Trending: Gearing up for Ironman, NFL refs

Mirinda Carfrae dreamed of playing basketball as a young girl growing up in Logan City, Australia. Her dreams then shifted to becoming a world-class triathlete and Ironman World Championship winner. Now she dreams about being late.

"It's more a nightmare than a dream," Carfrae said Tuesday. "It's funny. It has only come about since I've been a triathlete, but it's always before my biggest events. In the dreams, I'm always forgetting something, like my shoes. I'm always racing against the clock."

Carfrae, 31, will be racing against the best triathletes in the world, a brutal 140.6-mile course and fierce conditions at Kailua-Kona in Hawaii on Oct. 13.

"It's a race against the elements, really," said Carfrae, who goes by “Rinny.” The 2010 Ironman World Championship winner leaves her training home in Colorado for Hawaii on Friday. But competing in Hawaii is no day in paradise, with the biggest challenge often being the heat and wind. "The elements can really shift everything. The first year I raced there [2009], I felt like I was in an oven, it was super humid ... that was tough to try to compete in," she said. "There was 90-degree heat, 100-percent humidity, that's why it's tough."

Carfrae called the Ironman World Championship the "Super Bowl" of triathlons. "If you win Kona, the rest of the year doesn't matter," she said.

The Ironman course on the western side on the island of Hawaii includes a 2.4-mile swim in Kailua Bay, a 112-mile bicycle ride past lava fields and along the Kohala Coast, and a 26.2-mile run on the Queen Ka’ahumanu highway, ending at Ali’i Drive.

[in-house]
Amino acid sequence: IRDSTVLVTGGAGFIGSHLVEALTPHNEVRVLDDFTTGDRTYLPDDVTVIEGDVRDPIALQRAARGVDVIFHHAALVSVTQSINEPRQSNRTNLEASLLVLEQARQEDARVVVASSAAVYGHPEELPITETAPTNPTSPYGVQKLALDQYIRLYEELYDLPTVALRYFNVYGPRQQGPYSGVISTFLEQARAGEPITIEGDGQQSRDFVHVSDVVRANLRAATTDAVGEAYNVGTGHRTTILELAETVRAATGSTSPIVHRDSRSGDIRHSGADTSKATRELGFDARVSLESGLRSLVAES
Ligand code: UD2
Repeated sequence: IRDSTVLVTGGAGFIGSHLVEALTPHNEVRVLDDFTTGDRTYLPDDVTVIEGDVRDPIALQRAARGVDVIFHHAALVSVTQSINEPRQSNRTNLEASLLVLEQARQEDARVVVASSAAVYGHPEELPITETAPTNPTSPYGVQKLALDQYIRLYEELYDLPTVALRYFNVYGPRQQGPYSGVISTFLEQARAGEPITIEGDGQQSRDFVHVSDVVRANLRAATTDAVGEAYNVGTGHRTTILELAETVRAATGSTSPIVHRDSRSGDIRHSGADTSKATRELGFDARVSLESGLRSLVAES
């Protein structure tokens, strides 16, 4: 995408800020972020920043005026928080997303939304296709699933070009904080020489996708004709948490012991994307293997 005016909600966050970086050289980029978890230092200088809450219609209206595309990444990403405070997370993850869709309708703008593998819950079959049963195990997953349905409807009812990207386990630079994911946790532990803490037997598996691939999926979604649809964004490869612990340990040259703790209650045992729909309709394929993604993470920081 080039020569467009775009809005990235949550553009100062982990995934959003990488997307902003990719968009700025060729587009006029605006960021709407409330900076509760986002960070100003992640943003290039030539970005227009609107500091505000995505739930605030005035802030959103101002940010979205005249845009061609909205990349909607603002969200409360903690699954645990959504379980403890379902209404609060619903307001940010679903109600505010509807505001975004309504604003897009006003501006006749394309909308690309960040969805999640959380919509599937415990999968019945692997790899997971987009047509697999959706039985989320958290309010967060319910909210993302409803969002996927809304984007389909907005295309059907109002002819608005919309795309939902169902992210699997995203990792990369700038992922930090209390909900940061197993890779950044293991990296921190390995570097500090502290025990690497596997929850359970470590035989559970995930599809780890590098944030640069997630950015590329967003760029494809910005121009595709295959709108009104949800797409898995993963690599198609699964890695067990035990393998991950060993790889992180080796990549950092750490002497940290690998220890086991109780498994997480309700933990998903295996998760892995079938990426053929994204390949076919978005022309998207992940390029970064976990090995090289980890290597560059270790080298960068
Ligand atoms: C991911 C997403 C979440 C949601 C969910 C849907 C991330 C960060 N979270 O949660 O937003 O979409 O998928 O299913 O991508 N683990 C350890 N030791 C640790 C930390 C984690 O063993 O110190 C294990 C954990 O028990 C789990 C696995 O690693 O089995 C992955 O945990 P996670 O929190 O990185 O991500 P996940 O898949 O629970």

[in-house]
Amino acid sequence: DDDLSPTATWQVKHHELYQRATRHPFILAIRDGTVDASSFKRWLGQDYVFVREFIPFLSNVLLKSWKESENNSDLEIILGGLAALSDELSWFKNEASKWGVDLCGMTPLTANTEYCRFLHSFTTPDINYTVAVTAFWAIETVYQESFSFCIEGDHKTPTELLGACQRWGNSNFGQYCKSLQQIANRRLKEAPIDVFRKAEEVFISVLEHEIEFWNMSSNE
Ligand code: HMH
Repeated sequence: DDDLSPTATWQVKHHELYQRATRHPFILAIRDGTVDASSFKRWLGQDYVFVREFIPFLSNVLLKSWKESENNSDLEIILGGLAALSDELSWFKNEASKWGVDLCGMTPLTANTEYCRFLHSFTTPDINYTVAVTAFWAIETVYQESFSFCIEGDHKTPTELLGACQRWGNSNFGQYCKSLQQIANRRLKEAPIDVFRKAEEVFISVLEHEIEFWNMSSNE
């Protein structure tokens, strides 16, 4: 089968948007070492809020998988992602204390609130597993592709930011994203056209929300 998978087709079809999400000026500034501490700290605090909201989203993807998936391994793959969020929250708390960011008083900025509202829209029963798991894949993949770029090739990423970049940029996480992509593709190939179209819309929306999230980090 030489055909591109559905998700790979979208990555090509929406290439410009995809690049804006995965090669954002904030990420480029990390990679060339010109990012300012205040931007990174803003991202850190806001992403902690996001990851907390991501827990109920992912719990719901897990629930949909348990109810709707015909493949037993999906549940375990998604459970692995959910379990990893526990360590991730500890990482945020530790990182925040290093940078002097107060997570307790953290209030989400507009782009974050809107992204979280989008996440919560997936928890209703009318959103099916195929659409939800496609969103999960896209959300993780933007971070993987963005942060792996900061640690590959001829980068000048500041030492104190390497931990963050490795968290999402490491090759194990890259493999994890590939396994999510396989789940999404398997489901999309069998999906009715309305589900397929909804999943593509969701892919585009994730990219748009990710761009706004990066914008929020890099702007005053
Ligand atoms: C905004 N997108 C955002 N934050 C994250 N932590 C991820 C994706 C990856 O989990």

A 5-foot-3, 116-pound former point guard, Carfrae played basketball competitively until age 18. She began triathlete training as a teen. "I was always the smallest player on the team. I was a pretty good player but my skills weren't going to take me any further." Carfrae followed the NBA as a child watching Michael Jordan and has been hooked since. "We only had four channels and we would get the NBA games on all the time," she said. Today, she roots for the Boston Celtics and her favorite players are a pair of point guards, Boston's Rajon Rondo and Chicago's Derrick Rose.

Carfrae is featured in a series of videos spotlighting Ironman competitors posted on the "Ali'i Drive" YouTube channel each Wednesday and Friday leading up to the race. Carfrae hopes those videos and the race coverage on NBC (scheduled for Oct. 27 from 4-6 p.m. ET) will win fans over to her sport.

"If you're a sports fan, you need to watch this race," she said. "There are always a lot of special interest stories, a lot fantastic stories. ... You'll be hooked. It's a great sport."

Elsewhere ...

The fallout from the blown call at the end Monday night’s Seahawks-Packers game continued:

The use of replacement referees inspired Green Bay TV station NBC26 to offer the "Replacement Weather Guy" (#replacementweatherguy) a shot. His Tuesday forecast (above) was slightly off, calling for temperatures of minus-200 degrees at 7 a.m., with a high of 346 degrees at noon.

The NOC offered this replacement ref parody video “Whistle” -- complete with Flo Rida’s song of the same name:

If you see any offbeat links from your favorite sports site or catchy tweets that might be of interest to others, pass them along to me @billsperos or bsperos1@gmail.com.